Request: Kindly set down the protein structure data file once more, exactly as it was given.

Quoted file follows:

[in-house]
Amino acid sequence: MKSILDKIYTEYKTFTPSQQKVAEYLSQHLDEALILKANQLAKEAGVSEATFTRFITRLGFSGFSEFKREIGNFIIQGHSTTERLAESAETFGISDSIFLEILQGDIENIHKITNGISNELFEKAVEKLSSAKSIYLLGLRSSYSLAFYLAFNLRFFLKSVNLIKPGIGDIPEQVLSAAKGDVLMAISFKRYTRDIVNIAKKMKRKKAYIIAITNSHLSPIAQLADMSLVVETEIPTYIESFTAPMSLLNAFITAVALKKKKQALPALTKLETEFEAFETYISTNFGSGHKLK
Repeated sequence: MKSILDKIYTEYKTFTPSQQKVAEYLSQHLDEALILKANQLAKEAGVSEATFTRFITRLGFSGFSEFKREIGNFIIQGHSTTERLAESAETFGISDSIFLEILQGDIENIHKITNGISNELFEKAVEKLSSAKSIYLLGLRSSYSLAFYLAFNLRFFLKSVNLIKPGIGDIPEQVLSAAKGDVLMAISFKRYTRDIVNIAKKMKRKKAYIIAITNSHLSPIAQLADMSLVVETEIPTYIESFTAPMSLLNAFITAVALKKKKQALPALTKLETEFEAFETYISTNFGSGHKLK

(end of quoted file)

[in-house]
Amino acid sequence: MKSILDKIYTEYKTFTPSQQKVAEYLSQHLDEALILKANQLAKEAGVSEATFTRFITRLGFSGFSEFKREIGNFIIQGHSTTERLAESAETFGISDSIFLEILQGDIENIHKITNGISNELFEKAVEKLSSAKSIYLLGLRSSYSLAFYLAFNLRFFLKSVNLIKPGIGDIPEQVLSAAKGDVLMAISFKRYTRDIVNIAKKMKRKKAYIIAITNSHLSPIAQLADMSLVVETEIPTYIESFTAPMSLLNAFITAVALKKKKQALPALTKLETEFEAFETYISTNFGSGHKLK
Repeated sequence: MKSILDKIYTEYKTFTPSQQKVAEYLSQHLDEALILKANQLAKEAGVSEATFTRFITRLGFSGFSEFKREIGNFIIQGHSTTERLAESAETFGISDSIFLEILQGDIENIHKITNGISNELFEKAVEKLSSAKSIYLLGLRSSYSLAFYLAFNLRFFLKSVNLIKPGIGDIPEQVLSAAKGDVLMAISFKRYTRDIVNIAKKMKRKKAYIIAITNSHLSPIAQLADMSLVVETEIPTYIESFTAPMSLLNAFITAVALKKKKQALPALTKLETEFEAFETYISTNFGSGHKLK